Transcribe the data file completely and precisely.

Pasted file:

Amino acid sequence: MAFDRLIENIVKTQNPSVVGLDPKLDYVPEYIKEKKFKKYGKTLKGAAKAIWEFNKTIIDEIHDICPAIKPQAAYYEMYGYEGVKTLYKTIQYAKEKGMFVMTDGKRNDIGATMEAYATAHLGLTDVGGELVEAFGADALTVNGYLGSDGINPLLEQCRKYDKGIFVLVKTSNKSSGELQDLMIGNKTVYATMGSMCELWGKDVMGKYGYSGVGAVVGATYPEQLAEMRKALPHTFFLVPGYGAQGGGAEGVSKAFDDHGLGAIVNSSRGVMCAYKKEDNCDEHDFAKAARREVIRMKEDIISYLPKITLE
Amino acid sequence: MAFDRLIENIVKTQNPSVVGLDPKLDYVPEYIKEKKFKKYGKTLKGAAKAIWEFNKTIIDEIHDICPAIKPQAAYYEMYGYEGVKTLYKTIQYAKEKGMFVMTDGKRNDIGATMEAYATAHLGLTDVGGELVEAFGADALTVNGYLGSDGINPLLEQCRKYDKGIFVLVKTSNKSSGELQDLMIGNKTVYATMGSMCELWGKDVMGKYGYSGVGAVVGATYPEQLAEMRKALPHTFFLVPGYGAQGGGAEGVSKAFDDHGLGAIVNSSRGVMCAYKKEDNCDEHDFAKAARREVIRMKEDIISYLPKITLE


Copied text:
Amino acid sequence: MAFDRLIENIVKTQNPSVVGLDPKLDYVPEYIKEKKFKKYGKTLKGAAKAIWEFNKTIIDEIHDICPAIKPQAAYYEMYGYEGVKTLYKTIQYAKEKGMFVMTDGKRNDIGATMEAYATAHLGLTDVGGELVEAFGADALTVNGYLGSDGINPLLEQCRKYDKGIFVLVKTSNKSSGELQDLMIGNKTVYATMGSMCELWGKDVMGKYGYSGVGAVVGATYPEQLAEMRKALPHTFFLVPGYGAQGGGAEGVSKAFDDHGLGAIVNSSRGVMCAYKKEDNCDEHDFAKAARREVIRMKEDIISYLPKITLE
Amino acid sequence: MAFDRLIENIVKTQNPSVVGLDPKLDYVPEYIKEKKFKKYGKTLKGAAKAIWEFNKTIIDEIHDICPAIKPQAAYYEMYGYEGVKTLYKTIQYAKEKGMFVMTDGKRNDIGATMEAYATAHLGLTDVGGELVEAFGADALTVNGYLGSDGINPLLEQCRKYDKGIFVLVKTSNKSSGELQDLMIGNKTVYATMGSMCELWGKDVMGKYGYSGVGAVVGATYPEQLAEMRKALPHTFFLVPGYGAQGGGAEGVSKAFDDHGLGAIVNSSRGVMCAYKKEDNCDEHDFAKAARREVIRMKEDIISYLPKITLE